Dizzy Box Nine blend their improvised-pop rock with the styles of bands like Blink 182, The Cars, Train and Tom Petty. This can’t be bad for anyone, and they prove that on – Electric Illusion, their new 12 track full-length album. They manage to forge their own thing out of a three-minute pop song. They do this by economically fitting everything needed into one track, without making it sound too prefab. That is not an easy thing to do, and they get a recommendation for that much alone. The album features the track “Good” for starters, but truthfully, it’s all pretty good.
The disc kicks off with “Open Up To Me” and gets strong results. But it goes by pretty-fast because as mentioned, these songs don’t crack the four-minute mark. However, some stick better than others, even though every track is good in its own-right. The guitar fills are excellent, and that’s the first thing that stands out about the song, the album and the band.
The next track, “Oh Yeah” starts with a sharp riff that proves said point about the guitar playing. This one is also backed by some fine acoustic playing. The vocals take a step up on this too. So catchy it can’t be denied, try it and see.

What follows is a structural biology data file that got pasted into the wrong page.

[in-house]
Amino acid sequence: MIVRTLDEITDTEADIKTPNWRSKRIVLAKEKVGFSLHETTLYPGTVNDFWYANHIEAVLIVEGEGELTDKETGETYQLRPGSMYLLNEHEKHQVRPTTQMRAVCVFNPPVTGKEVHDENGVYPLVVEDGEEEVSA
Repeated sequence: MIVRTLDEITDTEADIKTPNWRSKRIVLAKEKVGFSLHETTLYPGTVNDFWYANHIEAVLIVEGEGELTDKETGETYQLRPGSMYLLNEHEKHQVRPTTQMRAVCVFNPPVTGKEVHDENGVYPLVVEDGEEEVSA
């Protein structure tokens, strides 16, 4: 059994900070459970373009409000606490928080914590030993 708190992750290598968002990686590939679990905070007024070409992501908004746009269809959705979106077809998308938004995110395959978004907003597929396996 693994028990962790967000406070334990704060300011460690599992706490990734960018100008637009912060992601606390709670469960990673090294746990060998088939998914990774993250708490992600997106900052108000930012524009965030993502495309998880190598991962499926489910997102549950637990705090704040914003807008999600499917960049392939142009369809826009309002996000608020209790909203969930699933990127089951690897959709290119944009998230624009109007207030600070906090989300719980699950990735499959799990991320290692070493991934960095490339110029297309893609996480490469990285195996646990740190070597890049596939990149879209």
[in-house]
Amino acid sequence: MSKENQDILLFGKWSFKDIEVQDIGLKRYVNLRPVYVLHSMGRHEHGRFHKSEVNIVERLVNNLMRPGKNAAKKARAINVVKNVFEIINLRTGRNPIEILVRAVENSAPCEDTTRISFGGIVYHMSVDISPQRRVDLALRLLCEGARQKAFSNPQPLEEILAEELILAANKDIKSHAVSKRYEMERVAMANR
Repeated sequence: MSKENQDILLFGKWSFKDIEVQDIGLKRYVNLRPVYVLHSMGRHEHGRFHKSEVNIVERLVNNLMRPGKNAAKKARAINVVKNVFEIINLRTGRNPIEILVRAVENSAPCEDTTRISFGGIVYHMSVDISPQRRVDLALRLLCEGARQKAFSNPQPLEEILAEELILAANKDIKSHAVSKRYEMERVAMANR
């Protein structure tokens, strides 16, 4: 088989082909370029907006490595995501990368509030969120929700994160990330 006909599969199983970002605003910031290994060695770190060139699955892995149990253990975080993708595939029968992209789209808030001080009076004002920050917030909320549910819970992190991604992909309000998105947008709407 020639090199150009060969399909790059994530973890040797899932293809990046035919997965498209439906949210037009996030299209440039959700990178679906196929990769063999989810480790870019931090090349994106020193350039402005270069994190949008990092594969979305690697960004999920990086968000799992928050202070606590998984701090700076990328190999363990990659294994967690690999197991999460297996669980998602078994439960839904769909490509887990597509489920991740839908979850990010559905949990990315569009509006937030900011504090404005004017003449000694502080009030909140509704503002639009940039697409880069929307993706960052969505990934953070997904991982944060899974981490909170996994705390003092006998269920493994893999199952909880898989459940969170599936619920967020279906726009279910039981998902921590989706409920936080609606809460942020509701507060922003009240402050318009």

The production isn’t necessarily the best, but these songs don’t need a lot of gloss that way. They have a garage-pop feel to them that seems to work. “Good” is up next and it sounds like a six-minute song with it’s many different parts, but in reality it’s only slightly above 3 minutes. You keep singing along, “I’ll take you anywhere with me, yeah”. And that’s where their magic lies, the songs just kind of hold onto you, and you kind of hold onto them as well. You can’t hear “Good” without acknowledging how it defines its own title. The chorus repeats so many times that you can’t seem to get it out of your head. It’s an obvious single, no question about it. It sounds like they took their sweet time but didn’t over-do it.
“Fantasy” is another standard track on the album, with its flowing chorus from beginning to end. This is another example of how sticky the songs are, which stay in your head while the next song starts playing. More acoustic lines compliment some clever and interesting fuzzy electric playing.
Speaking of acoustics, “Rosie” is an acoustically driven track at a steady point on the album. It’s hard not to like it surrounded by what it is, with the lyrically clever “Punk Rock Girl” following it up well. Many of us can relate to that song. Tracks like “Crazy Superstar” continue in rapid fashion, and “Adeline” once again showcases some excellent lead and rhythm guitar playing. It’s pretty rocking without being over the top. So is “Tell” with its more “outdoorsy” vibe. Then you get more rocking with the next track before closing with “Samantha” which displays a nice guitar solo to close the song.
Randy plays most of the instruments on this record, and recorded it and produced it as well. Lawrence Dunlap also plays drums on several tracks and displays solid drumming abilities. Electric Illusion is a memorable independent pop record that will be liked by most.